The Canadian cannabis companies led by Aurora Cannabis (ACB) have made a big push into global markets. The companies have used the global push to justify stock valuations that wouldn’t normally be warranted on the highly competitive and limited Canadian market. The recent tender award in Germany just proves how chasing global domination wasn’t a wise move.
The Germany medical cannabis market is one of the first markets to open up outside of the North American markets of Canada and U.S. The German market has a lot of hope for revenue growth, but the Germans have been slow to roll out plans to implement the local cultivation and distribution of the product.
In the December quarter, Aurora Cannabis only generated revenues of C$2.9 million from EU medical cannabis sales. For all of the big push into these global locations, the Canadian company only saw about 6% of total net cannabis sales of C$47.6 from outside of Canada.
On April 4, the German Bundesinstitut für Arzneimittel und Medizinprodukte BfArM (Federal Institute for Drugs and Medical Devices) awarded Aurora Cannabis as one of three winners in the public tender to cultivate and distribute medical cannabis in Germany. The problem here is that the 13 lots in the tender only amounted to 10,000 kg in total annual cultivation.
Aurora Cannabis won 5 of the 13 lots for a meager 4,000 kg questioning if all of the work was worth the effort. Interesting to note that fellow Canadian operator Aphria (APHA) won 5 of the other available tenders. Investors shouldn’t be surprised when German companies enter the market when the tenders become larger in the future.
The problem here is that Aurora Cannabis and most of the large Canadian players chased the global market and steered clear of the U.S. cannabis market in order to list on major stock exchanges. The NYSE and Nasdaq don’t allow listings by companies involved in activities that are federally prohibited such as cannabis in the U.S.
The company makes the big claim of having operations in 5 continents and 24 countries. The operations include 14 global production facilities including cultivation facilities in Uruguay and Denmark. All of these operations amount to very little business now.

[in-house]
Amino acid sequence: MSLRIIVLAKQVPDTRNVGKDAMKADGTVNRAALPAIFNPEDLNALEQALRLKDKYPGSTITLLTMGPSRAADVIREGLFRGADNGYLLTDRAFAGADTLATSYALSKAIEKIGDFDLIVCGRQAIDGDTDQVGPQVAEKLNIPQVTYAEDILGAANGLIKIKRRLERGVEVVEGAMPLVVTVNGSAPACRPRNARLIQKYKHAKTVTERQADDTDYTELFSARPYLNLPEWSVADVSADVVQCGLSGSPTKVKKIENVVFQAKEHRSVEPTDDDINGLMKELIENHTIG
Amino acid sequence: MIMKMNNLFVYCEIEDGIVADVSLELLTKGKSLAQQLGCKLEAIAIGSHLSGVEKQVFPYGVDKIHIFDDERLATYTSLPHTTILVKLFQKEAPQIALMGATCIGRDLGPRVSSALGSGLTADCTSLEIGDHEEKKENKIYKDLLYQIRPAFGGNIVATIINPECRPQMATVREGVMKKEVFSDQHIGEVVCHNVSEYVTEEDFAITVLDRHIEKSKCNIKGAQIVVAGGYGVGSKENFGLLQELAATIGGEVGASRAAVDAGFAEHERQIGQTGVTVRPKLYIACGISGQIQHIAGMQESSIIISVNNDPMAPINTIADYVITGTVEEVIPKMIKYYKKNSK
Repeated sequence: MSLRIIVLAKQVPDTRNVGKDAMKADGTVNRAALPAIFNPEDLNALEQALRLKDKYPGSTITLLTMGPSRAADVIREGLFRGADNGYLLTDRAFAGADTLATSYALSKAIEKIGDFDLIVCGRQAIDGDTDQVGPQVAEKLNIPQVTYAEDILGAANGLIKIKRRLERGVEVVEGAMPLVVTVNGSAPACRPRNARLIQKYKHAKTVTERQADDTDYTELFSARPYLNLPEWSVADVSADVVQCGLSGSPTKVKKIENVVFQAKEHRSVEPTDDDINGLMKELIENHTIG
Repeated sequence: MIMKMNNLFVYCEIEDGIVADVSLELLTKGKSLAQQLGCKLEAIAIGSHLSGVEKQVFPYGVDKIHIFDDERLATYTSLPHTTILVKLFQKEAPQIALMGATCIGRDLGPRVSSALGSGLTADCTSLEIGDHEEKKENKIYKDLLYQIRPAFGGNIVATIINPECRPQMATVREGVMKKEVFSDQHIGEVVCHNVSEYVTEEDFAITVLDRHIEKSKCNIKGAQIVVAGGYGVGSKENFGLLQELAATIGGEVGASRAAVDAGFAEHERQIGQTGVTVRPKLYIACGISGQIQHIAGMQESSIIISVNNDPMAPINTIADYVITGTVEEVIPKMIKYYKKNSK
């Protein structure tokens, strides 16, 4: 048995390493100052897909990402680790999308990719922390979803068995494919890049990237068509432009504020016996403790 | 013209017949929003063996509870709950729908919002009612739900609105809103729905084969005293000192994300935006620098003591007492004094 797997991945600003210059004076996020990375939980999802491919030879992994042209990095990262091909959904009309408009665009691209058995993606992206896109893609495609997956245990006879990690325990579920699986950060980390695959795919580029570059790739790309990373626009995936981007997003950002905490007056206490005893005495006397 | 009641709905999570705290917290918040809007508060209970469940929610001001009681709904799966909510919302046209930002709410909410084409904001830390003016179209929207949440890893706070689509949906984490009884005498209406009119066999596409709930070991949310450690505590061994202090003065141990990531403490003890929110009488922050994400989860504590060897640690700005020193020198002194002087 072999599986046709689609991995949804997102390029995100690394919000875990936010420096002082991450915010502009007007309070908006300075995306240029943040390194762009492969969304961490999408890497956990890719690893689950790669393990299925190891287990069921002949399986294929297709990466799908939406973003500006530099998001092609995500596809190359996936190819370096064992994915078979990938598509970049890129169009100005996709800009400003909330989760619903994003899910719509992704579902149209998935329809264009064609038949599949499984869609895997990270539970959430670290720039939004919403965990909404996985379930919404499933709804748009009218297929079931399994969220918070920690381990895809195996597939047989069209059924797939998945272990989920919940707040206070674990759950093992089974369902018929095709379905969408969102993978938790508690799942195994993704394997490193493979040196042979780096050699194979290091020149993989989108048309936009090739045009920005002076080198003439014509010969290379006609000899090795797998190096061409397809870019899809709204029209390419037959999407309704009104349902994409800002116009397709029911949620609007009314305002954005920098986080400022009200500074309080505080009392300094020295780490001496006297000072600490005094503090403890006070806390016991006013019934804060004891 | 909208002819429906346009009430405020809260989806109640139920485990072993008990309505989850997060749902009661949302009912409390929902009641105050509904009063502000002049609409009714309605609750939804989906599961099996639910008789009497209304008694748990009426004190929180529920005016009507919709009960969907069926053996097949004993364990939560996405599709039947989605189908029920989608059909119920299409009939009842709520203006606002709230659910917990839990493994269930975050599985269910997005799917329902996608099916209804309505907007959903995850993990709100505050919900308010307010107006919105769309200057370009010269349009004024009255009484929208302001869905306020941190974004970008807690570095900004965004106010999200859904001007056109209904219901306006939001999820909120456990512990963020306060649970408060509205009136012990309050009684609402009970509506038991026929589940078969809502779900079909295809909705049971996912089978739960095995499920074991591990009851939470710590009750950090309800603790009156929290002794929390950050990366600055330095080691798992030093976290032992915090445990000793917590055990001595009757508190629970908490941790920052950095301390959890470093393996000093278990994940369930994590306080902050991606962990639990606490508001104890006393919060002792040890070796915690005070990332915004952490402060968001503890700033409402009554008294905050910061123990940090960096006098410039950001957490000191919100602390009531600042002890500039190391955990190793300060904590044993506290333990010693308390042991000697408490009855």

Source: Aurora Cannabis investor presentation
The issue here is that the U.S. market in 2018 was estimated by Arcview Market Research to account for $11.0 billion out of the $12.9 billion global cannabis market. The U.S. market is set to control over 70% of the global market long into 2022 and beyond questioning the focus on Germany, instead of the U.S.
The key investor takeaway is that Aurora Cannabis appears to just be spinning their wheels outside of North America. The company has mostly missed the U.S. market for an international market that is slowly developing and might never match the size of the U.S. market.
The stock has a market valuation in the $10 billion range using the fully diluted share count of 1.1 billion shares. The valuation probably isn’t warranted based on the reality of the international operations.
To read more on the nitty gritty of what’s going on in the rising cannabis industry, click here.
Disclosure: The author has no position in ACB. The information contained herein is for informational purposes only.
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